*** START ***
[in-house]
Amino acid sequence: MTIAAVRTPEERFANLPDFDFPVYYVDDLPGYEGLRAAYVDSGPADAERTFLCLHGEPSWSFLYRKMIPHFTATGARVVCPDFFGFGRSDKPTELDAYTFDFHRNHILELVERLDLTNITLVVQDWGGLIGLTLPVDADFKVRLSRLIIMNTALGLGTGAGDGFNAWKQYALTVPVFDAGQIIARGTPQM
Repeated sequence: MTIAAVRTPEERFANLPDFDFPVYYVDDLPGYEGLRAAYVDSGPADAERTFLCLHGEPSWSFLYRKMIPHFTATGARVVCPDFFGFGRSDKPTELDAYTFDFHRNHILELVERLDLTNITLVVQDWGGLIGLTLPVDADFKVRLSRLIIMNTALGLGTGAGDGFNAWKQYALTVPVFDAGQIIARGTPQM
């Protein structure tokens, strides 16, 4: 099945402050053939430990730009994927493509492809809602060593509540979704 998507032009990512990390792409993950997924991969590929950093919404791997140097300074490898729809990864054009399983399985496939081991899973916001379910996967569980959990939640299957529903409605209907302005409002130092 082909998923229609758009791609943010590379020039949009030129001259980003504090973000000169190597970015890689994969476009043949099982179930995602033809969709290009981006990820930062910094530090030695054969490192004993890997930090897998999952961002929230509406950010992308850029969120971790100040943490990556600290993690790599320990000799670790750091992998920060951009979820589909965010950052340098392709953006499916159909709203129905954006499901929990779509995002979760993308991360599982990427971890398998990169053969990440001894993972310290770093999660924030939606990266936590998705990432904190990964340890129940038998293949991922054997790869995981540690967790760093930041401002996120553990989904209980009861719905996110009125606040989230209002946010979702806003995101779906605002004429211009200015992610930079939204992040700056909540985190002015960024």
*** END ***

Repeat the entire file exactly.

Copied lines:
[in-house]
Amino acid sequence: MTIAAVRTPEERFANLPDFDFPVYYVDDLPGYEGLRAAYVDSGPADAERTFLCLHGEPSWSFLYRKMIPHFTATGARVVCPDFFGFGRSDKPTELDAYTFDFHRNHILELVERLDLTNITLVVQDWGGLIGLTLPVDADFKVRLSRLIIMNTALGLGTGAGDGFNAWKQYALTVPVFDAGQIIARGTPQM
Repeated sequence: MTIAAVRTPEERFANLPDFDFPVYYVDDLPGYEGLRAAYVDSGPADAERTFLCLHGEPSWSFLYRKMIPHFTATGARVVCPDFFGFGRSDKPTELDAYTFDFHRNHILELVERLDLTNITLVVQDWGGLIGLTLPVDADFKVRLSRLIIMNTALGLGTGAGDGFNAWKQYALTVPVFDAGQIIARGTPQM
């Protein structure tokens, strides 16, 4: 099945402050053939430990730009994927493509492809809602060593509540979704 998507032009990512990390792409993950997924991969590929950093919404791997140097300074490898729809990864054009399983399985496939081991899973916001379910996967569980959990939640299957529903409605209907302005409002130092 082909998923229609758009791609943010590379020039949009030129001259980003504090973000000169190597970015890689994969476009043949099982179930995602033809969709290009981006990820930062910094530090030695054969490192004993890997930090897998999952961002929230509406950010992308850029969120971790100040943490990556600290993690790599320990000799670790750091992998920060951009979820589909965010950052340098392709953006499916159909709203129905954006499901929990779509995002979760993308991360599982990427971890398998990169053969990440001894993972310290770093999660924030939606990266936590998705990432904190990964340890129940038998293949991922054997790869995981540690967790760093930041401002996120553990989904209980009861719905996110009125606040989230209002946010979702806003995101779906605002004429211009200015992610930079939204992040700056909540985190002015960024």